On Senate Floor, Portman Honors Retiring Senator Bob Corker
WASHINGTON, D.C. – Last night, U.S. Senator Rob Portman (R-OH) recognized the career of Senator Bob Corker (R-TN). Portman is a member of the Senate Foreign Relations Committee, which Senator Corker chairs.
In his speech, Portman said, “I can tell you with certainty that during Chairman Corker’s tenure on the Foreign Relations Committee, our allies around the world have benefited and our adversaries have been held accountable. That’s his approach. Pretty simple.”
Transcript of his remarks can be found below and a video can be found here.
“Mr. President, today on the floor the Senate voted on legislation dealing with Saudi Arabia, two issues, the death of journalist Khashoggi and also the ongoing and tragic war in Yemen. You may have seen on the floor somebody who helped orchestrate this debate. I thought it was a healthy debate. I thought it was good. People offered amendments, offered the opportunity to discuss their amendments and debate them in full. I appreciate the fact that at the end of the day, the Senate voted by an overwhelming margin, in fact by unanimous consent, for a resolution that I think sends a clear signal to Saudi Arabia, to our other partners in the region, and, frankly, to the Trump administration.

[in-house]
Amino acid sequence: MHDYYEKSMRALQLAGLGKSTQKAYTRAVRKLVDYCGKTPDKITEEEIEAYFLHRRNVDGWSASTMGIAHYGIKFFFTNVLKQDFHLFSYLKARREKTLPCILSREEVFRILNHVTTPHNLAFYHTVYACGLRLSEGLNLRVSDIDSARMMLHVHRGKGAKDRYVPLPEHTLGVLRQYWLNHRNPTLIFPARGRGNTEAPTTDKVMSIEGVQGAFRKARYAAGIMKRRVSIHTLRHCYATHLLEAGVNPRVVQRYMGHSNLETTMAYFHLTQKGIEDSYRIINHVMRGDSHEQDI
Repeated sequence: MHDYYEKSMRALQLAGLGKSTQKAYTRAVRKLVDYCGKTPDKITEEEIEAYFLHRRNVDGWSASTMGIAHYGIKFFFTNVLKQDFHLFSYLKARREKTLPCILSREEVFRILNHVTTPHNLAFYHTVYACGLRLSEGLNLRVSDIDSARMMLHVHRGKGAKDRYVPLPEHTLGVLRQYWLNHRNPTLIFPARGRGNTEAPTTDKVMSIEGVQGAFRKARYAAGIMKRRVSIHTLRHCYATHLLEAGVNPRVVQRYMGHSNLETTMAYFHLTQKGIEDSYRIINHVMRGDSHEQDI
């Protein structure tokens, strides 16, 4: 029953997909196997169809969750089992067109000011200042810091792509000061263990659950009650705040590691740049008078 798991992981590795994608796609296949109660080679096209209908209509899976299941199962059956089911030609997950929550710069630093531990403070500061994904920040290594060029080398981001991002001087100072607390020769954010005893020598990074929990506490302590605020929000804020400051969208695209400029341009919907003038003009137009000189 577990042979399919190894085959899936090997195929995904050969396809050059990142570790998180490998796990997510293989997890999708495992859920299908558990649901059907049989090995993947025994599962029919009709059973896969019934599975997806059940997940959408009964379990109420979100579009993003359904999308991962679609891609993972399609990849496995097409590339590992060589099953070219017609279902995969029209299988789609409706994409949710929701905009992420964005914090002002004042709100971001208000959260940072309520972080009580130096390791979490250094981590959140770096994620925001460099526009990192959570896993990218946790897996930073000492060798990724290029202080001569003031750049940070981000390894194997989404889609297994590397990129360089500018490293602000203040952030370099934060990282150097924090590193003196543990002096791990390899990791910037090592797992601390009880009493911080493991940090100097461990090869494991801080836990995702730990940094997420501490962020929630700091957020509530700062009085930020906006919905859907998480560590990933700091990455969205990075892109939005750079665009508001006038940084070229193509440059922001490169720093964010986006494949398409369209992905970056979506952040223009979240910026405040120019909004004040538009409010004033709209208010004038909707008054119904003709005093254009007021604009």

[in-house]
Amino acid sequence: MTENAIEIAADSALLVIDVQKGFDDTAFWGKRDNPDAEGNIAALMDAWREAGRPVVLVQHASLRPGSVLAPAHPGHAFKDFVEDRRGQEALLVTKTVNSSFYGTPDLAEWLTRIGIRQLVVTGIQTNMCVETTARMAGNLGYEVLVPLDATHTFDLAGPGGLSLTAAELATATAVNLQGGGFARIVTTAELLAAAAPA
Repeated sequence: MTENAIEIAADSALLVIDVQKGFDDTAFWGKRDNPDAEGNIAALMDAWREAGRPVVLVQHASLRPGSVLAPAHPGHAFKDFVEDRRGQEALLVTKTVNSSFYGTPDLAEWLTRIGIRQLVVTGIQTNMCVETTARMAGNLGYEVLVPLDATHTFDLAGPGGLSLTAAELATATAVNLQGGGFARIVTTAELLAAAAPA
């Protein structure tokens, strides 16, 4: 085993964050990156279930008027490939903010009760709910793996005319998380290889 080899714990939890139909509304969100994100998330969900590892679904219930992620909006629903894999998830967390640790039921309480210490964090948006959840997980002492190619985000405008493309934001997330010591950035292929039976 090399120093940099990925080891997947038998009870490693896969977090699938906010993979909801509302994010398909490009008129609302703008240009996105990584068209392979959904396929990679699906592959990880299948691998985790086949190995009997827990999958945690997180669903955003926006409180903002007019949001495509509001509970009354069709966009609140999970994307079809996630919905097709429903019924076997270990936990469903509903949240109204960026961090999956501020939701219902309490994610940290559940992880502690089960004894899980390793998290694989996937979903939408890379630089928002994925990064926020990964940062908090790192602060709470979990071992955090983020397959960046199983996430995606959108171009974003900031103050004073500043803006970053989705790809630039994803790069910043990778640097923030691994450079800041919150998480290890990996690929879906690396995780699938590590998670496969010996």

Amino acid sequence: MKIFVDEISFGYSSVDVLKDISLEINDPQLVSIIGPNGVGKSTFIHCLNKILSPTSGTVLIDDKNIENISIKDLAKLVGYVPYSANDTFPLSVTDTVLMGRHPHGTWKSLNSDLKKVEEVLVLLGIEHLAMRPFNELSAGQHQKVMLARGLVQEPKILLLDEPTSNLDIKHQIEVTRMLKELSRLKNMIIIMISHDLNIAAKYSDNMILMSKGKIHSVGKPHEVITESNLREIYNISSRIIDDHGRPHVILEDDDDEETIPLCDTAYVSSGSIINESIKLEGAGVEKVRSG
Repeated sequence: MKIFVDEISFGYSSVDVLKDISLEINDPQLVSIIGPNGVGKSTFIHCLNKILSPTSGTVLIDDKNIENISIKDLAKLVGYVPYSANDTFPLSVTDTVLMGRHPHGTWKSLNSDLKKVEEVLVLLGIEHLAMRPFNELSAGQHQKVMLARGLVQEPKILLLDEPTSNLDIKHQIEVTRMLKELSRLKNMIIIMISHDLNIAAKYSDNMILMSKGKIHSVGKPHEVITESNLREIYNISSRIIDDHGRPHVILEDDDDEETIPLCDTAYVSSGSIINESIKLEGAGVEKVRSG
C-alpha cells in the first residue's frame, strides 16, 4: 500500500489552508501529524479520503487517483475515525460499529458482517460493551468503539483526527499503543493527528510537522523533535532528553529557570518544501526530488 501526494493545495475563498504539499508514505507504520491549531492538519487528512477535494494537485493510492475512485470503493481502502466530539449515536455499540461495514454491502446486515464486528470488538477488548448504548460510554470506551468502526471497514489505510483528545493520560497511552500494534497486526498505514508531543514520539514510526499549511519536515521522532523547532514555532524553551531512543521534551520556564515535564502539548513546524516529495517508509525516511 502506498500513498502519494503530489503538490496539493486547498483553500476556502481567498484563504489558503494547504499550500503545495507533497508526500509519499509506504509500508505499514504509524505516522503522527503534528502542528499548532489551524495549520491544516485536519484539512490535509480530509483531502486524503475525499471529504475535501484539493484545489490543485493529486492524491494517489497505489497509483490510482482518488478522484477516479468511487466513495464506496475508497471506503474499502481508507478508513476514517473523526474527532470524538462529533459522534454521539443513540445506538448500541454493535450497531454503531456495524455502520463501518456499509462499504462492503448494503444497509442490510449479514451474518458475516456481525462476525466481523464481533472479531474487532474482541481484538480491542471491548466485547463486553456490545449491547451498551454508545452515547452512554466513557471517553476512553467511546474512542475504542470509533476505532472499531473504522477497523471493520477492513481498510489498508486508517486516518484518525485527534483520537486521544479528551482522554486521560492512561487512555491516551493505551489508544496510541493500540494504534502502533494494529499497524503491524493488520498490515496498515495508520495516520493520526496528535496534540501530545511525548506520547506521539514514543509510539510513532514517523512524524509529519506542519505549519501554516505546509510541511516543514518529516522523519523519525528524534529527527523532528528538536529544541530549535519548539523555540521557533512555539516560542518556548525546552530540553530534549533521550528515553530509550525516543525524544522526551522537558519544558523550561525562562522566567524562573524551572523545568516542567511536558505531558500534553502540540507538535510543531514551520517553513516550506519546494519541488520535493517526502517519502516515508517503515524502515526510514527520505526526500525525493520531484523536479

“The person who was orchestrating this, you may have seen down on the floor of the Senate, is the chairman of the Senate Foreign Relations Committee. His name is Bob Corker. Senator Corker is leaving after this week, assuming Congress is going to be out of session after this week or next week. And I think we will. He’s chosen to retire, not to run for reelection. So come January, we’ll have another senator from Tennessee who will be joining us. But Bob Corker is going to go back into the private sector. So today I want to talk a little about Chairman Corker, the person you saw on the floor if you were watching earlier, and a friend but also a very valued member of the United States Senate.
“The reason other people aren’t on the floor talking about him right now is that he chose not to give a departure speech, which is unusual. Most senators choose to take to the floor and give a speech about their departure and their reflections on being here and what they might do in the future and then other members come and talk about them. Bob Corker, in his typical style, being a guy who’s here for all the right reasons, and that’s not him, it’s about others for him have said, I don’t think I’m going to give a departure speech so I don’t think we’ll have a chance to talk about him as we have with other colleagues in their presence because he’s not going to give that speech.